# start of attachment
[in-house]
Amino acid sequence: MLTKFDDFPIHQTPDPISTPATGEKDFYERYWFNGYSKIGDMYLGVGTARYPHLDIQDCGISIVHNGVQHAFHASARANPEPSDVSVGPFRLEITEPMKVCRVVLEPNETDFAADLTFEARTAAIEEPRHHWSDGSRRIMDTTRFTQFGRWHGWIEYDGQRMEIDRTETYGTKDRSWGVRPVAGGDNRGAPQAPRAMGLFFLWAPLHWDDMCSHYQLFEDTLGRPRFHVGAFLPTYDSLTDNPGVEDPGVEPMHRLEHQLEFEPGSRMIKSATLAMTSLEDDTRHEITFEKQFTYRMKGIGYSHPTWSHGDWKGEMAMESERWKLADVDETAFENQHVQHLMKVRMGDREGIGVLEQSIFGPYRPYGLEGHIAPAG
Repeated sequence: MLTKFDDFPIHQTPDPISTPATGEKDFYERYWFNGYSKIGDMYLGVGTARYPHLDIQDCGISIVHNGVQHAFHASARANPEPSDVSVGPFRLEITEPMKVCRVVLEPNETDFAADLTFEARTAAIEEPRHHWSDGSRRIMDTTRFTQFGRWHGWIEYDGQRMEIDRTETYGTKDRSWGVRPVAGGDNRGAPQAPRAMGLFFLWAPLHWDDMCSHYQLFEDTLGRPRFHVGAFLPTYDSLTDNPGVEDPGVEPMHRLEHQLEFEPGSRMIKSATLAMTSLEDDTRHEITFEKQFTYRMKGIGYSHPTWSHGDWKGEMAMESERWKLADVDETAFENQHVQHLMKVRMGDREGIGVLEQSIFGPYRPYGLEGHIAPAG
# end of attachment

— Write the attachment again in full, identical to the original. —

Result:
[in-house]
Amino acid sequence: MLTKFDDFPIHQTPDPISTPATGEKDFYERYWFNGYSKIGDMYLGVGTARYPHLDIQDCGISIVHNGVQHAFHASARANPEPSDVSVGPFRLEITEPMKVCRVVLEPNETDFAADLTFEARTAAIEEPRHHWSDGSRRIMDTTRFTQFGRWHGWIEYDGQRMEIDRTETYGTKDRSWGVRPVAGGDNRGAPQAPRAMGLFFLWAPLHWDDMCSHYQLFEDTLGRPRFHVGAFLPTYDSLTDNPGVEDPGVEPMHRLEHQLEFEPGSRMIKSATLAMTSLEDDTRHEITFEKQFTYRMKGIGYSHPTWSHGDWKGEMAMESERWKLADVDETAFENQHVQHLMKVRMGDREGIGVLEQSIFGPYRPYGLEGHIAPAG
Repeated sequence: MLTKFDDFPIHQTPDPISTPATGEKDFYERYWFNGYSKIGDMYLGVGTARYPHLDIQDCGISIVHNGVQHAFHASARANPEPSDVSVGPFRLEITEPMKVCRVVLEPNETDFAADLTFEARTAAIEEPRHHWSDGSRRIMDTTRFTQFGRWHGWIEYDGQRMEIDRTETYGTKDRSWGVRPVAGGDNRGAPQAPRAMGLFFLWAPLHWDDMCSHYQLFEDTLGRPRFHVGAFLPTYDSLTDNPGVEDPGVEPMHRLEHQLEFEPGSRMIKSATLAMTSLEDDTRHEITFEKQFTYRMKGIGYSHPTWSHGDWKGEMAMESERWKLADVDETAFENQHVQHLMKVRMGDREGIGVLEQSIFGPYRPYGLEGHIAPAG